Celiac disease is a lifelong, inflammatory digestive disorder that occurs in reaction to gluten. In celiac disease, the lining of the small intestine is damaged by the body’s own immune system after consuming gluten containing food, protein found in wheat, rye, barley, triticale many foods made with these grains, leading to malabsorption and malnutrition.
According to studies done by many international health agencies, there are more than 8000 people in Kuwait suffering from celiac disease and the numbers are still increasing.
Although the real cause of celiac disease in not clearly known. The risk factors associated with the disease are family history of celiac disease, infants eating gluten containing cereals before 3 months of age, emotional stress, pregnancy or surgery and people suffering from type 1 diabetes and thyroid disease or other autoimmune disorder.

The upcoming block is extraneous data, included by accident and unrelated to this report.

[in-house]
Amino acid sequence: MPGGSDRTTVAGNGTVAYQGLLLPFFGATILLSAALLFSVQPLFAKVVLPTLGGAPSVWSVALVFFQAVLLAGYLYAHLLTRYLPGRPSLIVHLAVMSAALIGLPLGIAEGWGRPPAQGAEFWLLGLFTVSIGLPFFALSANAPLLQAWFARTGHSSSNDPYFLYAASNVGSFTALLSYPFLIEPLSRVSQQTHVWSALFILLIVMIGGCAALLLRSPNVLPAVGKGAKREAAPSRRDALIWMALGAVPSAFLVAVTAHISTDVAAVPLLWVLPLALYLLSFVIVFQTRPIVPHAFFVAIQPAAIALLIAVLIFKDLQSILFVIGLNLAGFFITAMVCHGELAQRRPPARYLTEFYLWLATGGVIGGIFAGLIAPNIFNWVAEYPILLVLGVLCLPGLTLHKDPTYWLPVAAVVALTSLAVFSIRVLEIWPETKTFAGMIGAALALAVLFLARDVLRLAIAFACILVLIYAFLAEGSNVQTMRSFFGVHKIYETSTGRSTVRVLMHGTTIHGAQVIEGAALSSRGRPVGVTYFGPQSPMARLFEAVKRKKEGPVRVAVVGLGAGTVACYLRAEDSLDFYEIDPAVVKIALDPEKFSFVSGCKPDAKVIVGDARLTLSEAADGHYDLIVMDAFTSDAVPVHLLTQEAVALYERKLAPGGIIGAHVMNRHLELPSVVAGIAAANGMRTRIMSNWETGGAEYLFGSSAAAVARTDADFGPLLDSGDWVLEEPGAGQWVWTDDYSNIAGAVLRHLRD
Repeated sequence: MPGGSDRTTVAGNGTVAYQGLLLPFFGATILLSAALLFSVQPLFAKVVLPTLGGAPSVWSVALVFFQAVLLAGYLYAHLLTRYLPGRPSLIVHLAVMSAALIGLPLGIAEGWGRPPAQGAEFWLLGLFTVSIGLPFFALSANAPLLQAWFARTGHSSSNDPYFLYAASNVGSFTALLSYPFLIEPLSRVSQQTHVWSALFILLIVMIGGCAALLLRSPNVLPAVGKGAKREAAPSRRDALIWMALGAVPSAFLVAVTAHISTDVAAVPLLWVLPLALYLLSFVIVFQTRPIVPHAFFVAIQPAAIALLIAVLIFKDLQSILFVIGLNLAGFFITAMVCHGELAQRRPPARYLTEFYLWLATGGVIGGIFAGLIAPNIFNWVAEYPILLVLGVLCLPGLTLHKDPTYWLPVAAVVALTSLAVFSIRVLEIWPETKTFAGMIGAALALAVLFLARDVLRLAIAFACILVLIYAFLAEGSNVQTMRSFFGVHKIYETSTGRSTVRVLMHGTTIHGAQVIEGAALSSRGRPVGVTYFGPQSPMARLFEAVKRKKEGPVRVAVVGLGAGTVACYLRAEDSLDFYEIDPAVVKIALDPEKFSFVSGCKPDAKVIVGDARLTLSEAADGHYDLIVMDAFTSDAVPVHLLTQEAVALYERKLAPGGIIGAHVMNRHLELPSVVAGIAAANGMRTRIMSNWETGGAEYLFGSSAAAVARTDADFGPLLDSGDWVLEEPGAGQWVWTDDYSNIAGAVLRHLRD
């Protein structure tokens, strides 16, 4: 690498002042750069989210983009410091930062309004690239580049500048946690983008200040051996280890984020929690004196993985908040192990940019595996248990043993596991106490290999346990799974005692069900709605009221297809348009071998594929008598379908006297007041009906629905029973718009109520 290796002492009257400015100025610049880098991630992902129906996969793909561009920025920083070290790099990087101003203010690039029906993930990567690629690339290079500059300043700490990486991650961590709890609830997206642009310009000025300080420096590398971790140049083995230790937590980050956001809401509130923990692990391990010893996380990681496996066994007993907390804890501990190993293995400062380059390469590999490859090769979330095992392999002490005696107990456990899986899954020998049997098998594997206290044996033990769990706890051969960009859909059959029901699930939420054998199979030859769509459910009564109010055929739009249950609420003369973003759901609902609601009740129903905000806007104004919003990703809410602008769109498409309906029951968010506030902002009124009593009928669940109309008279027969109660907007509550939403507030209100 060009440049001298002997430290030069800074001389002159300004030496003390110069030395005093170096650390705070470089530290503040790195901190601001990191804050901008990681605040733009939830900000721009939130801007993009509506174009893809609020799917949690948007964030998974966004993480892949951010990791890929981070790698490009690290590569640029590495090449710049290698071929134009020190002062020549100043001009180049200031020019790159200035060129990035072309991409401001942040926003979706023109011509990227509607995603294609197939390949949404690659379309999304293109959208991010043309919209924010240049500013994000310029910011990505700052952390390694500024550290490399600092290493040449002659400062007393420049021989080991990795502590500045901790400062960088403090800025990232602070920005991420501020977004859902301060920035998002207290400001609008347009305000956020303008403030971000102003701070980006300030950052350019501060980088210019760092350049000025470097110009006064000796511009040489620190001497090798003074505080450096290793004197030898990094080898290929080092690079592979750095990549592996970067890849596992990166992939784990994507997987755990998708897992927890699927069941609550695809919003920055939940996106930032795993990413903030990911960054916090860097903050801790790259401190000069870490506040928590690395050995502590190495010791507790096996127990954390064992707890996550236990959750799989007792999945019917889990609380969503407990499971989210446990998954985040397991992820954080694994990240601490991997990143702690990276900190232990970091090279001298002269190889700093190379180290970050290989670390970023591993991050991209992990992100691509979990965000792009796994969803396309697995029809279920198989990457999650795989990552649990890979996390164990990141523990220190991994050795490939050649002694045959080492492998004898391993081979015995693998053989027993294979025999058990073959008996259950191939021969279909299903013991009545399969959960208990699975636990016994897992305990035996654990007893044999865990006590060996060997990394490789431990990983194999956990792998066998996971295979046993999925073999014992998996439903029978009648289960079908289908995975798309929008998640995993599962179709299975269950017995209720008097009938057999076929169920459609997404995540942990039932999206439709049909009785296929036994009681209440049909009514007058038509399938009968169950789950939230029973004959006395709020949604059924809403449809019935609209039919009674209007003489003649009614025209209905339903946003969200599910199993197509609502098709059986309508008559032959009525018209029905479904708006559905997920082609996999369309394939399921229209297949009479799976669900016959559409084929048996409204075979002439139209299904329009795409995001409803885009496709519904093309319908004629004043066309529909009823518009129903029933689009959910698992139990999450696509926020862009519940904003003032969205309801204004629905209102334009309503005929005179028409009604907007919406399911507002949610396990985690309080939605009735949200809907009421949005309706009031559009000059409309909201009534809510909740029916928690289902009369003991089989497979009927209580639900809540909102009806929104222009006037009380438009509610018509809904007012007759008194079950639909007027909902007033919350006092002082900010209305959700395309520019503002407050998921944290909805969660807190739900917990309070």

Symptoms of Celiac disease:
Symptoms may appear any time from infancy to adulthood, but the peak in diagnosis occurs between ages 40 to 60. The symptoms include diarrhea, fatigue, weight loss, anemia (due to iron malabsorption), osteoporosis (due to calcium and vitamin D malabsorption) and abnormal bleeding (malabsorption of vitamin K).
Medical Nutrition Therapy:
Celiac disease is normally considered chronic and requires lifelong omission of gluten from diet. The diet requires a major life change because of the drastic change from traditional grains in the diet. A truly gluten-free diet requires careful reading of the labels of all bakery and packaged foods, since gluten containing grains are not only used as a primary ingredient but may also be added during processing or preparation.
In the gluten-free diet, wheat, rye and barley, bulgur, semolina and triticale are excluded, and should be substituted with corn, rice and soybean. Therefore, the only way to manage (not cure) this disease is to switch to a gluten free diet, keeping in mind that it is a lifetime change.